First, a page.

In a fortnight’s time, I’ll be at the Fantasy Convention in York, so I’ll be updating this blog on Monday 8th September with my latest thoughts…

Wikipedia on the Dreyfus Affair:

Pyjamas and Gin

A fortnight ago, I announced that I was taking a leap of faith by quitting the day job in favour of taking up writing full time. Since then, it’s been a time of transition. I’ve had an emotional last day at work, and been treated to a parting gift of a beautiful pen set. I’ve had a leaving do, a hangover, some old friends for the weekend, and some more gifts – a bottle of Bombay Sapphire from an old university chum and a surprise bunch of flowers from an old colleague. It’s been a good time for getting presents. And on Monday, I pulled on my pyjamas and got to work. Yes, I wear pyjamas to work now. Because I can.

This picture sums up my life right now quite well. #livingthedream

This picture sums up my life right now quite well. #livingthedream

How’s it gone so far? Well, as Helmuth von Moltke the Elder once said (and I find 19th-century Prussian generals make the best life coaches) ‘No plan survives contact with the enemy’. I had originally intended to try and get my daily dose of writing first thing in the morning, and then have the rest of the day free for such activities as going for walks, drinking tea with friends, cooking dinner, and looking for a part-time job. Disappointingly but entirely predictably, this hasn’t quite worked out – the writing has spilled over into the afternoon several times, and my health hasn’t co-operated either. But hey-ho – chronic pain is part of my life now, and I just need to manage it as best I can, and hope it gradually improves. And the good news is that, by making writing my top priority, the thing I do before I do anything else, I have so far managed to achieve my creative goals. Which was, after all, the whole point.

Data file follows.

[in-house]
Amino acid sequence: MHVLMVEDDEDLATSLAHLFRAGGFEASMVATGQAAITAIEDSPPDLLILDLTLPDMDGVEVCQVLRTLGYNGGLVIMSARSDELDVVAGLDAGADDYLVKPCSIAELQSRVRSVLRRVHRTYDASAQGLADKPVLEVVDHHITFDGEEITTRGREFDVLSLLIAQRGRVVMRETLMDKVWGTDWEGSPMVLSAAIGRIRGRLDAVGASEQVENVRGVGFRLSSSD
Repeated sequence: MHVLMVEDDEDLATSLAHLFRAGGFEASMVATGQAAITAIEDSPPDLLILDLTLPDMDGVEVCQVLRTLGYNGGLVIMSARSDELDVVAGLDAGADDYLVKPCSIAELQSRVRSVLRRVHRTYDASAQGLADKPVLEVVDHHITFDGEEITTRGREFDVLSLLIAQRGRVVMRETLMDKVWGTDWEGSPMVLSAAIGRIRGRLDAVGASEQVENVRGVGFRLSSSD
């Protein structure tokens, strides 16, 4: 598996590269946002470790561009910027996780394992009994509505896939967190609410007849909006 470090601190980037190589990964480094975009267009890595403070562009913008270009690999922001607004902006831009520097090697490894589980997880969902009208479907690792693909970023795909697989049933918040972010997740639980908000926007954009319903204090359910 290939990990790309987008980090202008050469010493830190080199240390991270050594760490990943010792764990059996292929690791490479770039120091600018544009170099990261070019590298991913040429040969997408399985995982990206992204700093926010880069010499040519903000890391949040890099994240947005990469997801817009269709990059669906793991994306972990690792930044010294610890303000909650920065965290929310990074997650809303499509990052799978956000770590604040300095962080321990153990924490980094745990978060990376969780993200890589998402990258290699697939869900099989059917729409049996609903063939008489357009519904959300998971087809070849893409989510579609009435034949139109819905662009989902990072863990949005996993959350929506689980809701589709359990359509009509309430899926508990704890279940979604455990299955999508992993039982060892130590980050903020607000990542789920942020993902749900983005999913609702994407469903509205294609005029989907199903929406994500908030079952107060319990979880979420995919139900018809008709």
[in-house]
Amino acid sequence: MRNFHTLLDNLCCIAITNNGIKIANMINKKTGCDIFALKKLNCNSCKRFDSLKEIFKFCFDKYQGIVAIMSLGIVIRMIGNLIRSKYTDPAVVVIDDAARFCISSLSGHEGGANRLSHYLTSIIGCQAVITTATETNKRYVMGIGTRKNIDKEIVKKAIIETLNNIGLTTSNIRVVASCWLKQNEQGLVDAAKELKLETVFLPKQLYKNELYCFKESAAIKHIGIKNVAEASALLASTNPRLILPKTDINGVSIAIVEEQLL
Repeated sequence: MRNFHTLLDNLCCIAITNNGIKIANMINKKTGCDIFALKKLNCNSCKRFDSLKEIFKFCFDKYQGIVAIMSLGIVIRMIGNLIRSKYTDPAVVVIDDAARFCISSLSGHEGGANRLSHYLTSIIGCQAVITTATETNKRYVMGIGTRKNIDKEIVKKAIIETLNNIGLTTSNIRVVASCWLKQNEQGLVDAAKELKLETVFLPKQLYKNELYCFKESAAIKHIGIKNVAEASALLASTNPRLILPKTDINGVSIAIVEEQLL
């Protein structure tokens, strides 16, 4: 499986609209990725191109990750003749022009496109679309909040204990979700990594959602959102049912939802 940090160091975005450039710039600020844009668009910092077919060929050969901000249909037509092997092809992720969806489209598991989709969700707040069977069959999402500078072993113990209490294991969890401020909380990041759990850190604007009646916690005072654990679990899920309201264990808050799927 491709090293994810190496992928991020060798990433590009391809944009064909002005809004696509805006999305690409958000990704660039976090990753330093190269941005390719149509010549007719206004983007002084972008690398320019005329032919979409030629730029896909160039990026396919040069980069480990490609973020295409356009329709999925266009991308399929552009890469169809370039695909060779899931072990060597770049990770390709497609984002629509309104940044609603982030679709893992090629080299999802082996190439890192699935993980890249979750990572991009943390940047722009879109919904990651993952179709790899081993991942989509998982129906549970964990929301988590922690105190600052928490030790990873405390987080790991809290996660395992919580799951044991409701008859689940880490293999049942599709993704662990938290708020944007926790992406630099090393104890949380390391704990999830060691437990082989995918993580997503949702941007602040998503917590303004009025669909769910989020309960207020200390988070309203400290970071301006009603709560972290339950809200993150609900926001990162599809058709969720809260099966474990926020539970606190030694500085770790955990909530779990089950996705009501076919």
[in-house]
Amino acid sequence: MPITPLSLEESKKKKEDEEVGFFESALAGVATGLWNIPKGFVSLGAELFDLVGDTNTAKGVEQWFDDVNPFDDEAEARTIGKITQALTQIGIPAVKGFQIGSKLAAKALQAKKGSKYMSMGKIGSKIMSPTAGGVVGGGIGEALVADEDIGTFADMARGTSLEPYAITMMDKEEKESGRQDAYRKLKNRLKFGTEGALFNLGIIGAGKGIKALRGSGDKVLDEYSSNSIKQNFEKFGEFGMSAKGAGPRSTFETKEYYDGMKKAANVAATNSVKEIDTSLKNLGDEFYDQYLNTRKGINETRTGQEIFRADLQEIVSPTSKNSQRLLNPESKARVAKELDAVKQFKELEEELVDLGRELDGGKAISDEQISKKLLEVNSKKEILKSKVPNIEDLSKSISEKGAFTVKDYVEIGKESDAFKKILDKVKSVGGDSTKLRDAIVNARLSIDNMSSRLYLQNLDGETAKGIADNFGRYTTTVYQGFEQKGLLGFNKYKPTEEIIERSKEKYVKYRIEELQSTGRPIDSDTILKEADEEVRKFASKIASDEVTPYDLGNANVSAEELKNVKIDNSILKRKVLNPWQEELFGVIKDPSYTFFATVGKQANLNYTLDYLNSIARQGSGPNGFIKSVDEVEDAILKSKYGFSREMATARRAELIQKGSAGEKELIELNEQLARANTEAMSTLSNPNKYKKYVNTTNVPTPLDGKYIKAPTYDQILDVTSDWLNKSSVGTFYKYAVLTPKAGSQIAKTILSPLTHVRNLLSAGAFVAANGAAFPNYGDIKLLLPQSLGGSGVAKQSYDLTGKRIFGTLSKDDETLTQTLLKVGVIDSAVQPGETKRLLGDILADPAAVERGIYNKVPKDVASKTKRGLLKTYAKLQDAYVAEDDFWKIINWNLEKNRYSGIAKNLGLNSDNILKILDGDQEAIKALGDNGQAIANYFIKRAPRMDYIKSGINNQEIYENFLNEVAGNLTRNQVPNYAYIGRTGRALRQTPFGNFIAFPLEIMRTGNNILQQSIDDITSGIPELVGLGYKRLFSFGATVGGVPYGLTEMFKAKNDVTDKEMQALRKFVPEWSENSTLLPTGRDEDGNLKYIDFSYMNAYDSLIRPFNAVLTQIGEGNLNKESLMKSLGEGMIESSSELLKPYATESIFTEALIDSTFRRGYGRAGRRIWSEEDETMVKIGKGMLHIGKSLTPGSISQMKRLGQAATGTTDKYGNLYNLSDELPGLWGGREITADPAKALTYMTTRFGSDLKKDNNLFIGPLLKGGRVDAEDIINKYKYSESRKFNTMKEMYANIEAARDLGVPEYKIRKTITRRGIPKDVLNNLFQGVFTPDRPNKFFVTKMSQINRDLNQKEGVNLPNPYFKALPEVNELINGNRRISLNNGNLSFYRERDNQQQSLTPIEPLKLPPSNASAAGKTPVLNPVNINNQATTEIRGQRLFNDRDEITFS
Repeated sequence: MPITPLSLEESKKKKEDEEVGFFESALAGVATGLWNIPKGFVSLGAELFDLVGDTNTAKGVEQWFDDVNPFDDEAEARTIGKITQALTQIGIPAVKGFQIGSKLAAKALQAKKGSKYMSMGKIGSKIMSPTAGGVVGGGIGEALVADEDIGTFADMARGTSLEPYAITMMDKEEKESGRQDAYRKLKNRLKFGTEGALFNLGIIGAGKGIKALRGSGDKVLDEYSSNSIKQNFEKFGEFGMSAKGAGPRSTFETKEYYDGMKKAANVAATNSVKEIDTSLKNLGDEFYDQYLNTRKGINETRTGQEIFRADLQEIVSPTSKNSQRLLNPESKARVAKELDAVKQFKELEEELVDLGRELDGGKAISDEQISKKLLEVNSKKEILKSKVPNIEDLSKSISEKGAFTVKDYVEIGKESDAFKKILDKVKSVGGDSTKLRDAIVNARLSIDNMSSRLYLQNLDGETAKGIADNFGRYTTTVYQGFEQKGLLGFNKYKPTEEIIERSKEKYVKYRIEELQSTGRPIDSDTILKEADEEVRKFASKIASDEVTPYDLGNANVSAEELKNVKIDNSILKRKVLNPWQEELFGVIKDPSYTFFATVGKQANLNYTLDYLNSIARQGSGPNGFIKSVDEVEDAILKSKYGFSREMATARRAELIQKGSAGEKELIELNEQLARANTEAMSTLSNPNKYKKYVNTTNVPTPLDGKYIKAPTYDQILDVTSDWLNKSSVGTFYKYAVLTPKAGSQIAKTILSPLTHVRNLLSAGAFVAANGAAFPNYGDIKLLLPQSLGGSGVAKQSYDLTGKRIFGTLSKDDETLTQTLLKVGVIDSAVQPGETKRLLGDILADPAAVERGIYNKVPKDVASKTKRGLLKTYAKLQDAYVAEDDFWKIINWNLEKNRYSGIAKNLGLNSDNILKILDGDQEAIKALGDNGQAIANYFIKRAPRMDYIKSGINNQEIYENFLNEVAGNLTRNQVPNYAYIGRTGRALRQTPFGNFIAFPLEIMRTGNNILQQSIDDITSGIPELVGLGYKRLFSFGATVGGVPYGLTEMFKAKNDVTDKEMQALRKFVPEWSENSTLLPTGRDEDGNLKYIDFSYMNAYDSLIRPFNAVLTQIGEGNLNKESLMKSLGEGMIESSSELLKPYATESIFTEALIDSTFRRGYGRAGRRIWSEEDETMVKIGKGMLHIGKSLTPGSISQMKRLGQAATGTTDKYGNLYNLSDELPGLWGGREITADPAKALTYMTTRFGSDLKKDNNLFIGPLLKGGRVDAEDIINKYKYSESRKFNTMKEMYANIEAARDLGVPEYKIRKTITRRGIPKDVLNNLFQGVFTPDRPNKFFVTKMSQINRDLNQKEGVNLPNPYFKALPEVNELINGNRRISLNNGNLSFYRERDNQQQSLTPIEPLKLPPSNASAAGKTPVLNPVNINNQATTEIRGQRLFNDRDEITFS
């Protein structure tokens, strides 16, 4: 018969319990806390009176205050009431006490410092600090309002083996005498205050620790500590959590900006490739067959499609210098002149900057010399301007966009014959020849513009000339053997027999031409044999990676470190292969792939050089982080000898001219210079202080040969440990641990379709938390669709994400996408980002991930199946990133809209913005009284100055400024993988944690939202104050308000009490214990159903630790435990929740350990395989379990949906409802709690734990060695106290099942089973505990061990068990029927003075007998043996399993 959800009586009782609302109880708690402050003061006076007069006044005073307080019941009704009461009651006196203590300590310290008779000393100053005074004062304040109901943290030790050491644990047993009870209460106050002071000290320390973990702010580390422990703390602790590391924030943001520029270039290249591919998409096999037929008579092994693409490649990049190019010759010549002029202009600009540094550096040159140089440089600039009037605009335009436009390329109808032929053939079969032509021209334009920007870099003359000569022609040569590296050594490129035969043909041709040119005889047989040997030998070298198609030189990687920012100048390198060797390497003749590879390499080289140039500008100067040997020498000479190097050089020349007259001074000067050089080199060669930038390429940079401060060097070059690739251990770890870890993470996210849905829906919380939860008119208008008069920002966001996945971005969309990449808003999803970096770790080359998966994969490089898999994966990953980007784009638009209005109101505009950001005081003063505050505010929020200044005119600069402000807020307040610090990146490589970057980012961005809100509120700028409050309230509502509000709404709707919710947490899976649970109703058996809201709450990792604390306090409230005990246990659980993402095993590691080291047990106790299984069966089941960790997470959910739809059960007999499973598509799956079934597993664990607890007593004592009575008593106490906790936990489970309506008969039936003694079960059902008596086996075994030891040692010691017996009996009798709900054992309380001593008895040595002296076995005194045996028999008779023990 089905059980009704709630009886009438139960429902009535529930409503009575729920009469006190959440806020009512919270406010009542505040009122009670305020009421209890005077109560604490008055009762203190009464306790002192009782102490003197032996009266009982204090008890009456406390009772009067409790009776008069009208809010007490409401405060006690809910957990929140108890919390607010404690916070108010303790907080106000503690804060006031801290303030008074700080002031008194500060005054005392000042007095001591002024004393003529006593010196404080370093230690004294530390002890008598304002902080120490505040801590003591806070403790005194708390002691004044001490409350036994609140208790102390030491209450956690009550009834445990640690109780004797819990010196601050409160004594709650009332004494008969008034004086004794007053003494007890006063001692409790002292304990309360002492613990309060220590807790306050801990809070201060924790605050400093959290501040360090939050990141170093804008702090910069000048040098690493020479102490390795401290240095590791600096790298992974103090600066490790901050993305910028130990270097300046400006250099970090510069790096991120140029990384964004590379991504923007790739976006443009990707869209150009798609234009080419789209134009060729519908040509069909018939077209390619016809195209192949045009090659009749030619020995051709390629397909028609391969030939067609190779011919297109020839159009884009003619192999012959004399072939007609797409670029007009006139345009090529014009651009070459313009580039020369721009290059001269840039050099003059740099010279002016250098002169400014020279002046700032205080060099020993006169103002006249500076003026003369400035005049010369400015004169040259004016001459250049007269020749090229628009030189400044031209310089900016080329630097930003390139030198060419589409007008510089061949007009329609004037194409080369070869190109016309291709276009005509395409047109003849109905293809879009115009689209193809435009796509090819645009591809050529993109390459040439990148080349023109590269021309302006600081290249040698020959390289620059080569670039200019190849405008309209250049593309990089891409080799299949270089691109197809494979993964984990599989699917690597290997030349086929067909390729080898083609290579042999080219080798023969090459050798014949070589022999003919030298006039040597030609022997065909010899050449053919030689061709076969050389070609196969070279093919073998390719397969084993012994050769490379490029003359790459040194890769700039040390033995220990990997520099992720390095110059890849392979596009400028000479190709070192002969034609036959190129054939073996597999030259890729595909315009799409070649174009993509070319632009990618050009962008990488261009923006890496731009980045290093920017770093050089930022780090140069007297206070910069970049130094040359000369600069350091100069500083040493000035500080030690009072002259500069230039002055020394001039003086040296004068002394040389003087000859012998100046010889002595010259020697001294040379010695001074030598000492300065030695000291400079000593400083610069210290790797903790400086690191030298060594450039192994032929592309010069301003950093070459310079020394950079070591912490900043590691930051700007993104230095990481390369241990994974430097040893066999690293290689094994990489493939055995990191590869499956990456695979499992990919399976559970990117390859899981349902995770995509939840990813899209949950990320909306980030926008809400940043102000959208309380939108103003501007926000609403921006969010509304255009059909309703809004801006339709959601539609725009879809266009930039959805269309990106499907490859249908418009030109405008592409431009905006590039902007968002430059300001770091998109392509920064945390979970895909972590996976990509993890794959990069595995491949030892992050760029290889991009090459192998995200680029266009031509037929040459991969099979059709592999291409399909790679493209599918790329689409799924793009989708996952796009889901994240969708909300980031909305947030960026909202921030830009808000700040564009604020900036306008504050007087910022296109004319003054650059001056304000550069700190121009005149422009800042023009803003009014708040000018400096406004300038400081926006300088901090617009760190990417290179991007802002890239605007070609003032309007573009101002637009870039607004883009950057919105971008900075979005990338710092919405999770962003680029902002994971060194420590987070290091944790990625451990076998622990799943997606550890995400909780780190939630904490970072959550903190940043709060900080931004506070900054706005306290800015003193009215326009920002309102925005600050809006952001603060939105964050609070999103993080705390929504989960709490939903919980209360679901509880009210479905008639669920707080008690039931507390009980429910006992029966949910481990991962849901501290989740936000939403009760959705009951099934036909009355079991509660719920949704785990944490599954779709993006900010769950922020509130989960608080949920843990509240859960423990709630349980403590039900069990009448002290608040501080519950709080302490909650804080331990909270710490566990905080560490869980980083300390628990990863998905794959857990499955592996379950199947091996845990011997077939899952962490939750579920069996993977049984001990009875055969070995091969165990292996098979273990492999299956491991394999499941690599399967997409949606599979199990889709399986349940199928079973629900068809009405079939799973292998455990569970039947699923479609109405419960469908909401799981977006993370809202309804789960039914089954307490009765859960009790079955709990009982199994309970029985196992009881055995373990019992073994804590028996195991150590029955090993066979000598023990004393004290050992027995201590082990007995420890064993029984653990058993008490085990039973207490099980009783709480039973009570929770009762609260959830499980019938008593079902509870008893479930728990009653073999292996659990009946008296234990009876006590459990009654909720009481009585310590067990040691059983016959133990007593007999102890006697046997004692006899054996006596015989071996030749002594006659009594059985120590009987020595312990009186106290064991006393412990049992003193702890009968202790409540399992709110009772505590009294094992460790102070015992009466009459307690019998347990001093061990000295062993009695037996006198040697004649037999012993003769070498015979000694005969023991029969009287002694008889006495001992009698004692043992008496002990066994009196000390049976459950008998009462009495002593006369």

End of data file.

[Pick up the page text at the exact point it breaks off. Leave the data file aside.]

What were my creative goals for my first week as a writer? I reported here back at the end of May ( that I was considering various options for what to write next. I had been hoping that, by now, I would have a steer and be able to get on with churning out the first draft. As ever, things haven’t quite gone to plan, but I have received some feedback on my ideas which has enabled me to refine the list of options, and this week to revise the outlines for the two leading candidates. At the moment – and of course this could change – the front runners are Forever 27, a tale of sex and death and drugs and magic and rock ‘n’ roll, and The Silvergreen Sea, a fantasy novel about a heavily-forested land facing ecological disaster.

The Silvergreen Sea is a fairly new idea, currently very much at the planning stage, with nothing actually written so far. In contrast, Forever 27 was started back in November 2011 and I’ve spent quite a lot of time – albeit intermittently – on it since then. This week – with a little help from my friends at my writing group – I finally wrestled the outline into a shape I’m fairly confident will actually work as a novel, while remaining true to the original concept. The bad news is that this has changed it so radically that I’m going to have to chuck out everything I’ve already written. Oh well. So you could say I’m currently working on two projects, both with a wordcount of zero. Put like that, it might not sound like a great deal of progress, but I figure it’s better to have ideas and no words than words but no idea.